Eating nuts during pregnancy could prevent allergies

December 26, 2013

Eating nuts during pregnancy could prevent allergies

The study utilized data from an ongoing Nurses’ Health Study II.

A new study suggests that eating nuts while pregnant may lower the risk of having a child with a nut allergy. The study authors think that pregnant women who consume nuts during pregnancy could have been helping their child build up an immunity to nut allergens. The study is the first to provide evidence that this is possible, CNN reports. The study authors controlled for factors such as a family history of nut allergies, and found the strongest link between eating nuts and babies who were resistant to nut allergies in women who ate five or more servings of tree nuts or peanuts per week.

The study utilized data from an ongoing Nurses’ Health Study II. Participants were children whose mothers had previously reported on their eating habits during pregnancy, United Press International explains. Out of the 8,205 children included in the study the scientists found that just over 300 had developed a nut allergy. One-hundred and forty of those cases were tree nut or peanut allergies.

“Our study supports the hypothesis that early allergen exposure increases the likelihood of tolerance and thereby lowers the risk of childhood food allergy. Additional prospective studies are needed to replicate this finding,” said study author Lindsay Frazier in a statement obtained by UPI.

The study authors caution that they cannot prove a cause and effect relationship because there are so many factors that influence how children develop allergies and thus cannot issue an official recommendation to eat more nuts. However, as nuts can be part of a healthy diet, there is certainly nothing to lose in eating them in an attempt to contribute to the health of the future baby.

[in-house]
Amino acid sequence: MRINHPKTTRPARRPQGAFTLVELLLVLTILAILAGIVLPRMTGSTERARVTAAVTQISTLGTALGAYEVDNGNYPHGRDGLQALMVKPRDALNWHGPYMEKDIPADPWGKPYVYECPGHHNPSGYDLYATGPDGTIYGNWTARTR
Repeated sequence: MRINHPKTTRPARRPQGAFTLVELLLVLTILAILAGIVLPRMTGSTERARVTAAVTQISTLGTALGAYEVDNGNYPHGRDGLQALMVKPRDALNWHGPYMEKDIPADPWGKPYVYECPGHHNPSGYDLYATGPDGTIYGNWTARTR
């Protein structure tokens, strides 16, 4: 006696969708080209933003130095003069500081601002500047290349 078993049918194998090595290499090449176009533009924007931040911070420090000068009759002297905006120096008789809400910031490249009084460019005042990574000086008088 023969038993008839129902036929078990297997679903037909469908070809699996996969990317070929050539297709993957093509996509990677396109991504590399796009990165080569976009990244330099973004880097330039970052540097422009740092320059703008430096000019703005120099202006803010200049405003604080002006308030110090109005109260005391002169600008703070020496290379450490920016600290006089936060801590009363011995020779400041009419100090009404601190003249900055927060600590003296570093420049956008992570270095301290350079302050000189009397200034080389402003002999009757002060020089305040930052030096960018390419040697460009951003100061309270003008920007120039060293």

The study is significant because it contradicts prior studies which suggested that eating nuts during pregnancy either had no effect or could raise the risk of the child forming a nut allergy. The authors of the new study assert that the prior studies were based on less reliable data and raise the possibility that eating nuts is an excellent way to try to prevent allergies in children.

In 2008, the  American Academy of Pediatrics retracted advice that parents not feed young children nuts. Peanut allergies can range from minor irritations to life-threatening allergies and recent years have seen the rise of children who are even more sensitive to the nuts, including the smell. With more research on nut benefits on the way, pregnant women should seriously consider eating them in order to give their child a better chance of avoiding a lifelong allergy.


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